Car Culture: Much to see on ride to driverless future

John McCormick
Special to The Detroit News

Automakers and suppliers are responding quickly to consumers’ demand for more high technology in their cars today, and even bigger changes in the not-too-distant future.

Testing at Sonoma racetrack in California, the Audi RS7 is one of the industry's most advanced piloted development vehicles.

As witnessed at the Detroit auto show and CES technology show in Las Vegas, the near-term focus is on advanced in-car infotainment systems and connectivity. Further down the road (exactly how far depends on who you ask) is the promise of piloted and autonomous driving.

Audi, one of the companies in the forefront of all these areas, revealed details of its advanced E-tron Quattro, a concept electric SUV that will be in U.S. showrooms by early 2018. Beyond its Tesla-rivaling 300-mile plus range, the E-tron demonstrates the most advanced levels of Audi’s virtual cockpit driver display and infotainment systems. The vehicle also pioneers the technology for advanced piloted driving, with radar sensors, video camera, ultrasonic sensors and a laser scanner. All these sensors feed into a new computer processor called zFAS. The size of a tablet computer, this unit does the work that used to require a whole trunk full of computers just a few years ago.

Before the arrival of the E-tron Quattro, Audi will launch its A8 flagship sedan equipped with traffic jam pilot, a partially automated system that can handle driving duties in congested highway traffic up to 37 mph. This equates to so-called level-three autonomous driving, where the car takes over control in certain conditions but expects the driver to be ready to take back control if needed. Most of today’s cars are already at level one (using a system such as electronic stability control) or level two (having at least two systems such as lane keeping assist and adaptive cruise control working in concert).

The move from level three to levels four and five, which progressively transition from the car controlling nearly all systems to complete autonomy, will take several more years to accomplish, most automakers believe.

Regulatory issues are just one of the barriers standing in the way of progress. “For example, level three could pretty much be implemented in all states right now, except New York which requires one hand on the wheel at all times,” notes Audi spokesman Brad Stertz.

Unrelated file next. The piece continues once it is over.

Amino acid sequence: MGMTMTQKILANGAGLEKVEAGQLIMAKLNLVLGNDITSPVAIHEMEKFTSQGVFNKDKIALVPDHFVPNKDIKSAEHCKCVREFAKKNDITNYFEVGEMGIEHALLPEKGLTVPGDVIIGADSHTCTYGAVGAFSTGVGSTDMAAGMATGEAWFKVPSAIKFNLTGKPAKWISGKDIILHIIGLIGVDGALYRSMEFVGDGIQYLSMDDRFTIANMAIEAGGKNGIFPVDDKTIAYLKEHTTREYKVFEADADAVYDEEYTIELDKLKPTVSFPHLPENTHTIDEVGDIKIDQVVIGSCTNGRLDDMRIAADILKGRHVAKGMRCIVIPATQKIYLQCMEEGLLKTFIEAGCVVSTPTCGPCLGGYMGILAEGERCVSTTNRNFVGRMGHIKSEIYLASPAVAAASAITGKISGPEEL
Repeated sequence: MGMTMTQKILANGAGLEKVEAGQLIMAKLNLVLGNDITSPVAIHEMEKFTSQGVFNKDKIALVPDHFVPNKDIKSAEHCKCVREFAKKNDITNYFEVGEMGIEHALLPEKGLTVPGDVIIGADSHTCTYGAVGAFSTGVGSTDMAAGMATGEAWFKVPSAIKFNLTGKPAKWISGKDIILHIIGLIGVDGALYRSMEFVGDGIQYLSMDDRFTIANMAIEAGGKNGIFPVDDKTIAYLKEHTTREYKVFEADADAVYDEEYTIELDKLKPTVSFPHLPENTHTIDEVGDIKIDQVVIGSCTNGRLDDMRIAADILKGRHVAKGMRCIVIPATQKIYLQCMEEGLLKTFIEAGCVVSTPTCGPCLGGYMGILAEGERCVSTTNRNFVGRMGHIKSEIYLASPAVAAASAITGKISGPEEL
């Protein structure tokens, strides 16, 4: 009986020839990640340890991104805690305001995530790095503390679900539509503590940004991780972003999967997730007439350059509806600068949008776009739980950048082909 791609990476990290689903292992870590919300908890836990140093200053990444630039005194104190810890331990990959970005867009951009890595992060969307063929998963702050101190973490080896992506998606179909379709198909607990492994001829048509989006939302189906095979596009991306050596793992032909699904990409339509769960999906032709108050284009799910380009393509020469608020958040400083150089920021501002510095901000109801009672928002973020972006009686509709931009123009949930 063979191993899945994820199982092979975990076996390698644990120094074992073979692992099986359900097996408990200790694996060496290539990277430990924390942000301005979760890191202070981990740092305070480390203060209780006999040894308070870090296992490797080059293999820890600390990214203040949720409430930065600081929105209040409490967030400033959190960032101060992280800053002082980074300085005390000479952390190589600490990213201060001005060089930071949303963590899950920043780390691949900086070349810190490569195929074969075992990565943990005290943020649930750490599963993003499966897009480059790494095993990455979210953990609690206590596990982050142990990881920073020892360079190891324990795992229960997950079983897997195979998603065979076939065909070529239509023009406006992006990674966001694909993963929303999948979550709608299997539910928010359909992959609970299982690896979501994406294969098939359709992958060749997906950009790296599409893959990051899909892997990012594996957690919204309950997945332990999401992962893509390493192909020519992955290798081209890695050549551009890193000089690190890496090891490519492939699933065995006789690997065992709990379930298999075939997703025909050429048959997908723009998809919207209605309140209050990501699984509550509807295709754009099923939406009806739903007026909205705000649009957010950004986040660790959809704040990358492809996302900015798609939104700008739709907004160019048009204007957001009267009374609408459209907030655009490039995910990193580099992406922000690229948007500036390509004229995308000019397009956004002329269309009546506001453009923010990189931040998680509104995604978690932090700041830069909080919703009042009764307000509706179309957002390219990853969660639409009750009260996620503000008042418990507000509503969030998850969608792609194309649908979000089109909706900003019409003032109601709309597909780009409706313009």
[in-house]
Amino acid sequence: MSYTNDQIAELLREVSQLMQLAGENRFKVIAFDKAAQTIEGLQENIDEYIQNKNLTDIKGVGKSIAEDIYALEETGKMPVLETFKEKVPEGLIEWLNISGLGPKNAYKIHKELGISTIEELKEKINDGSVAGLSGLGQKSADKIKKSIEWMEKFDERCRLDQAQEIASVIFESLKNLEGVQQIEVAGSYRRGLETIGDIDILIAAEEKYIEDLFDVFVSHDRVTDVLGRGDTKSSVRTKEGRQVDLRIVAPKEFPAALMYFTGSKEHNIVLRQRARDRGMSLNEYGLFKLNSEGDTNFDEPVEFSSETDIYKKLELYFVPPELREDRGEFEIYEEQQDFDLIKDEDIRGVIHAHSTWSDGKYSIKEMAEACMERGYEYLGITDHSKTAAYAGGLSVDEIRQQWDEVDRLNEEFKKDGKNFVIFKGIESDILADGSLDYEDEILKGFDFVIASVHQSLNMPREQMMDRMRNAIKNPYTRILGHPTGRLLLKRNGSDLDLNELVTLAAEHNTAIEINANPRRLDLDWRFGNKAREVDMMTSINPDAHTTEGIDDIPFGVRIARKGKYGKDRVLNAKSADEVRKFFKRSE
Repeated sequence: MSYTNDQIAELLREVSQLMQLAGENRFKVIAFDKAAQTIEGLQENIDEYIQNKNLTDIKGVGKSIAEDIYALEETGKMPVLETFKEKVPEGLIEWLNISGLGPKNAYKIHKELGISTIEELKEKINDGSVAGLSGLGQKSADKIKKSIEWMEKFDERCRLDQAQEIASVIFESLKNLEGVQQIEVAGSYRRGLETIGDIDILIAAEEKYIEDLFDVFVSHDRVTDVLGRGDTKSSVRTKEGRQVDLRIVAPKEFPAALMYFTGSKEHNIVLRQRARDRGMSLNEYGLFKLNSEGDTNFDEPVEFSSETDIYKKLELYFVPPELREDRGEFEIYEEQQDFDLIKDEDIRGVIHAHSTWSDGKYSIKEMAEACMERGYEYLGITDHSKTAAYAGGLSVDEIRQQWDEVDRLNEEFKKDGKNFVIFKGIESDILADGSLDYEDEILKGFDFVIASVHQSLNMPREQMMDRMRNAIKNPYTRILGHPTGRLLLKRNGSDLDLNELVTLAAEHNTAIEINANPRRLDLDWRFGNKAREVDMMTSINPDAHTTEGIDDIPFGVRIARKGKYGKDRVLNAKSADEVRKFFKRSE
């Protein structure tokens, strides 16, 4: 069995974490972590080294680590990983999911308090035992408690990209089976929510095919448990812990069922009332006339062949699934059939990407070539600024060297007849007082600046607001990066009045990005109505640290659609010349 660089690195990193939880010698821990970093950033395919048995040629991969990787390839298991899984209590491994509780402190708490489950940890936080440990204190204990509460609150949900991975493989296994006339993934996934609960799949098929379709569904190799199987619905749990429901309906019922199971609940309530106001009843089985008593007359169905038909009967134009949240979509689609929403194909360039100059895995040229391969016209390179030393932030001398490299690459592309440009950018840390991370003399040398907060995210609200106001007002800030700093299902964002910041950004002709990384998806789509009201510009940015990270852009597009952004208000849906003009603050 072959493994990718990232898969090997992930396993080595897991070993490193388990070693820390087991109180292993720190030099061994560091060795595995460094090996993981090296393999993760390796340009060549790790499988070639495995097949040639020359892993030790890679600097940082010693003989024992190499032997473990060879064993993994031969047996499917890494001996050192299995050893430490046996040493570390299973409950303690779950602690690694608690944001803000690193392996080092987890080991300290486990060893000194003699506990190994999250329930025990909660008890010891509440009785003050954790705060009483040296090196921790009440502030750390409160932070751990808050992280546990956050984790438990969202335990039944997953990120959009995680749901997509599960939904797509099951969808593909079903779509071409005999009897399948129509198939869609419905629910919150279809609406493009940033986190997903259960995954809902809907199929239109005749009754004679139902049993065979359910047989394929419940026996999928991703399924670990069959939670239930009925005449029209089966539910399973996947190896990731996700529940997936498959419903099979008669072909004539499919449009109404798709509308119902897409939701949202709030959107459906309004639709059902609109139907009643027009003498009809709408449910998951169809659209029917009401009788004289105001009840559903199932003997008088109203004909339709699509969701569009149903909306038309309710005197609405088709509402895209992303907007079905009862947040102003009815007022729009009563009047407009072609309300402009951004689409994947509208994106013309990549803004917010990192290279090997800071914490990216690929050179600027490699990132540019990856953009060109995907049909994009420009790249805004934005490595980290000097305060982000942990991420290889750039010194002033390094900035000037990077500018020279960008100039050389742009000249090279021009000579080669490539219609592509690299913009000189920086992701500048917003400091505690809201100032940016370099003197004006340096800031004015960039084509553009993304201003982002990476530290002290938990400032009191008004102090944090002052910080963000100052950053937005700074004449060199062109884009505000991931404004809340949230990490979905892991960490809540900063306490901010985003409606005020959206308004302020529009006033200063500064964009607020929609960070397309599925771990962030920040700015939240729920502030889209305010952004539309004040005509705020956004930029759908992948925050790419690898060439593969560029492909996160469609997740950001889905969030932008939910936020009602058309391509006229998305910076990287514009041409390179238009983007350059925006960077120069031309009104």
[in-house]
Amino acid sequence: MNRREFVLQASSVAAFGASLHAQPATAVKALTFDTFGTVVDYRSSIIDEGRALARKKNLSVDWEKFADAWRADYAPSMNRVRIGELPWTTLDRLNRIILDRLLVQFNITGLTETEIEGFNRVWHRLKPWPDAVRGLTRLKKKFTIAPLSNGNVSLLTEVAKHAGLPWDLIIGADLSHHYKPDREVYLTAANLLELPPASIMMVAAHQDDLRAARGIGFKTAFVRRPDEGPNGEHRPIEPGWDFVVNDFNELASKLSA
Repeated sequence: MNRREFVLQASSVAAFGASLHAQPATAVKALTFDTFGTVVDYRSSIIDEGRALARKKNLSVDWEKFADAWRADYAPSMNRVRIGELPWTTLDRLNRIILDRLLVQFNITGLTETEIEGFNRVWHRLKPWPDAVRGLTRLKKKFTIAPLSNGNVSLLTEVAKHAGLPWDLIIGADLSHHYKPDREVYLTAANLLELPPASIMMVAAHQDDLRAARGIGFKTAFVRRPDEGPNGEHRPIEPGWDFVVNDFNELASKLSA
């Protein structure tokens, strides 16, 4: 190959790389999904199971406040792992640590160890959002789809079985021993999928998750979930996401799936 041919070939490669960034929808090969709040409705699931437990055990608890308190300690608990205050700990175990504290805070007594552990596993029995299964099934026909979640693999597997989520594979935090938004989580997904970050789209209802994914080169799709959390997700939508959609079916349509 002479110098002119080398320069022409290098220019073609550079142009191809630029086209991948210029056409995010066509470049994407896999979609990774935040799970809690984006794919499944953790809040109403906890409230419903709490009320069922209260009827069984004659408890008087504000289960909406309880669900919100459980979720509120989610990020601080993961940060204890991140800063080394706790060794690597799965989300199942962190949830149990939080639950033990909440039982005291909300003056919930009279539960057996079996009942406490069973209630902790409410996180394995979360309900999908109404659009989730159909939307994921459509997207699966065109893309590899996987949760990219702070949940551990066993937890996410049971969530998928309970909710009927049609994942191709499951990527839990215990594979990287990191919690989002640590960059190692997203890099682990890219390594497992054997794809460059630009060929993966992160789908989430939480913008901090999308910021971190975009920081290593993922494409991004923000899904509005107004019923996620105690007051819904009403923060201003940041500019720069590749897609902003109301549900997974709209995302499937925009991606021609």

Beyond ironing out all the legislative obstacles on a federal and state level, there are profound technical challenges to moving from partially to fully automated cars. One example is the U.S.-specific scenario of four-way stops, or intersections not controlled by traffic lights.

“Four-way stops with no lights can be very challenging,” says Dr. Peter Steiner, head of Audi AG Electronics Venture. “Humans can see other drivers and estimate what they are going to do. There are a lot of things we as humans solve in a good way; doing the same with computers is not easy.”

However Steiner is confident that “machine learning” will overcome this problem. “Machines can learn from hundreds of thousands of such situations,” says Steiner. “Then the machine is potentially much superior to a human, such as a 16-year-old driver who is encountering a four-way stop for the first time.”

2017 Mercedes-Benz E-Class launched at Detroit auto show with many advanced, level three, partially automated driving features.

The other key to the arrival of self-piloted cars is the development of much higher-definition maps than are currently used. In conjunction with the full array of vehicle sensors, better maps will allow a car to determine its position on a road much more accurately.

In this regard, Audi, BMW and Mercedes-Benz recently joined forces to acquire Here, an advanced map data company previously owned by Nokia.

“Having an accurate map can be compared to a person going to the bathroom in their house in the dark,” says Steiner. “They can do it because their mental map helps them find the way. But a map cannot tell a car about other cars in its way, so you need the combination of map and sensors.”

For consumers, the prospect of a true, fully autonomous car remains probably at least five to 10 years away. But in the meantime, companies like Audi and Mercedes-Benz, with its innovative new 2017 E-Class just revealed at the Detroit auto show, will bring us many more intriguing technical advances to whet our appetites.

John McCormick is a columnist for Autos Consumer and can be reached